The Columbus Rotary Club hosted the Mississippi State University Fellowship of Christian Athletes at its luncheon on Tuesday at Lion Hills Golf Club.
Bill Buckley is the FCA director for Mississippi State. He and his team cover the entire eastern part of the state on behalf of FCA; they offer support to high schools and middle schools in the area.
“There are 13 counties that we cover, including East Mississippi Community College,” said Buckley, “So that’s about 55 schools that my staff covers.”
Buckley’s team is comprised of his wife and former Mississippi State athletes from baseball, basketball and football. Each member of the staff covers three counties.
Tyson Lee, a former Bulldog receiver, and Tyson Cunningham, a basketball player, are both graduates of Columbus High School.
Lee covers Lowndes county and said that there has been interest and excitement expressed from within Columbus High. FCA is focused on being inclusive of all types of athletes.
“I think the biggest thing is letting coaches know it’s not a football organization,” Lee said.
Buckley said that the goal going into these schools is not to immediately start an FCA bible study, known as a “huddle”. Rather, the group reaches out to local coaches and teachers to see what their needs are and if FCA can help in anyway. All FCA clubs on middle and high school campuses must be student led in accordance with Equal Access laws.
At the college level, Buckley is determined to help keep student-athletes focused when they enter school, and, after graduation, help make them successful. Each member of the staff is responsible for two sports teams at Mississippi State.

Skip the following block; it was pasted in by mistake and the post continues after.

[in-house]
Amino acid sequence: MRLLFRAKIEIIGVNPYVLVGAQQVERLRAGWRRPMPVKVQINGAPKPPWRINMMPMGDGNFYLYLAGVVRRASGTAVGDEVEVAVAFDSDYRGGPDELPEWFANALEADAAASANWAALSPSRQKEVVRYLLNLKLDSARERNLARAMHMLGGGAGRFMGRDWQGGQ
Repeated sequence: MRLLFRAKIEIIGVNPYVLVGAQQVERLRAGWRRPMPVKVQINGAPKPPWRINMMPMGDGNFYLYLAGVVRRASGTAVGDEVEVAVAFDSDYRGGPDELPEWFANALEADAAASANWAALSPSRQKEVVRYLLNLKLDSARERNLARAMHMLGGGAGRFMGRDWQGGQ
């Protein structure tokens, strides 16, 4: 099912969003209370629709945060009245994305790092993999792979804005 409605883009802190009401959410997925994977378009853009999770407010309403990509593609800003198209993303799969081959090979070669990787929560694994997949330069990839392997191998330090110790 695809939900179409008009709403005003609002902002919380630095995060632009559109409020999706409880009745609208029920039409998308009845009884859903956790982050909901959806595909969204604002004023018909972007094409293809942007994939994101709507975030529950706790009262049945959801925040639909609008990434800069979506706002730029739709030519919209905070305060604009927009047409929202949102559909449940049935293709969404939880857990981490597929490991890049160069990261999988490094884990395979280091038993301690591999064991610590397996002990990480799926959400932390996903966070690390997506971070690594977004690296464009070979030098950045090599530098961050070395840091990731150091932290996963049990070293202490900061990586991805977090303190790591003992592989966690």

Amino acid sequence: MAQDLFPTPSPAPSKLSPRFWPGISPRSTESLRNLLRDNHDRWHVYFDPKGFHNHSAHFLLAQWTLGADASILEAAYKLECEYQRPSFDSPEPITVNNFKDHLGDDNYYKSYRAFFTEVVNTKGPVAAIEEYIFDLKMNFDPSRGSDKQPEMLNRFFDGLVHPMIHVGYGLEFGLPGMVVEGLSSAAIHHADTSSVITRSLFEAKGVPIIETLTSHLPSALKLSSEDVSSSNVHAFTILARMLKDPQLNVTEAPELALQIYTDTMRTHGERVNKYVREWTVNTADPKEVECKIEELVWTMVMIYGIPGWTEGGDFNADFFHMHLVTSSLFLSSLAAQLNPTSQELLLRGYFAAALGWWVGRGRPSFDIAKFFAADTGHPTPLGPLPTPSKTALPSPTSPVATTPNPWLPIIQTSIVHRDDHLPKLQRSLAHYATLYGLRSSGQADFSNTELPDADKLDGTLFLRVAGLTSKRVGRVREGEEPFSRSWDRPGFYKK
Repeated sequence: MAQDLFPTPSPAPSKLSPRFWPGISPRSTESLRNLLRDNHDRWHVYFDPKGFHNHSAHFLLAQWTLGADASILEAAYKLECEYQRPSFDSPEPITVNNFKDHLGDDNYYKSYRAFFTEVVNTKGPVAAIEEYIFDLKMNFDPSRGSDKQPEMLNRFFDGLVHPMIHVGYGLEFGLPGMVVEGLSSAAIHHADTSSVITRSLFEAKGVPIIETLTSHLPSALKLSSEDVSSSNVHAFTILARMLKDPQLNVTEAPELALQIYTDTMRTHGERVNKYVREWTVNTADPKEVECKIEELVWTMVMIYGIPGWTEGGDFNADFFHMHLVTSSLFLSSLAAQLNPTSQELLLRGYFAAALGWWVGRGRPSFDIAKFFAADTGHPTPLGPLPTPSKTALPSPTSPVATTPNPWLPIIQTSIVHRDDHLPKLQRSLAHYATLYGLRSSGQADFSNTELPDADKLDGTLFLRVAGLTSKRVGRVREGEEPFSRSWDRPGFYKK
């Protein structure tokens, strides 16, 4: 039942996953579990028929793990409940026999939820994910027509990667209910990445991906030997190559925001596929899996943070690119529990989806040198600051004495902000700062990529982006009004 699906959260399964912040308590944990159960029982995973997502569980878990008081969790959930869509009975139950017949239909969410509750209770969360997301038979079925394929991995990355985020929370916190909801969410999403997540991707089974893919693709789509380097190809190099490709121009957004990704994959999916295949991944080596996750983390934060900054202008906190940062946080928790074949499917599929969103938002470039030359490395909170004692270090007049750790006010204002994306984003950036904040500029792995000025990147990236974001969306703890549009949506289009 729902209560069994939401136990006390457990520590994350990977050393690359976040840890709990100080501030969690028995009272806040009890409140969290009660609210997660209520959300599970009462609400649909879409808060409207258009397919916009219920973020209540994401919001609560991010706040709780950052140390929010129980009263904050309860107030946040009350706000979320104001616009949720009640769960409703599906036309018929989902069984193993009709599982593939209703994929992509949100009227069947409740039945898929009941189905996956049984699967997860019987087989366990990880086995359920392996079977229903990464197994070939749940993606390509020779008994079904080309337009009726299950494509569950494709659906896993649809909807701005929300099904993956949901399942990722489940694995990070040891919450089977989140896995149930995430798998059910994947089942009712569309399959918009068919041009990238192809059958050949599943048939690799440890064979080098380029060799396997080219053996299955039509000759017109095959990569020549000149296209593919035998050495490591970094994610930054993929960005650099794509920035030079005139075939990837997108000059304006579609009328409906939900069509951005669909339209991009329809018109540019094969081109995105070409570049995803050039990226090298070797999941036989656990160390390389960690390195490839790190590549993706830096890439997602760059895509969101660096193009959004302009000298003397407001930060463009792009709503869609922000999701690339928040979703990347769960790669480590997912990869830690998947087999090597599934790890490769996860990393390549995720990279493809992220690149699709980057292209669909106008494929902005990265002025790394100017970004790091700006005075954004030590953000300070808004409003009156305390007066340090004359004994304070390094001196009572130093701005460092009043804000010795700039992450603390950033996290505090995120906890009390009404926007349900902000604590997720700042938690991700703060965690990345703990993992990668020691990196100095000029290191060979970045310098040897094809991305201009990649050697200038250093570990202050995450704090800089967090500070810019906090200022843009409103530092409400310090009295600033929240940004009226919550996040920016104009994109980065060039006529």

Literature was passed out on two programs that the group has developed. “Life After Football” tries to help players on their way out. “Freshman Transitions: The College Battleground” tries to adjust athletes to the limelight of the Southeastern Conference. This attention is what makes Christianity so relevant to many athletes, Buckley said.
“They experience great moments of fear, doubt and insecurity and if we can help them meet a loving God who wants them to succeed that’s great,” he said.
Buckley spoke on connecting with athletes that come from poverty. He said that particularly football and basketball are affected by poverty, and that it can be hard for those from wealthier backgrounds to understand where those students are coming from financially. It spills over into setting long-term goals.
“If you’re out of true poverty, setting goals is ridiculous, because you want to make it to Friday,” said Buckley.
Buckley and his staff said they feel that having a good faith relationship can help keep these young people focused and help them stay on the path to success.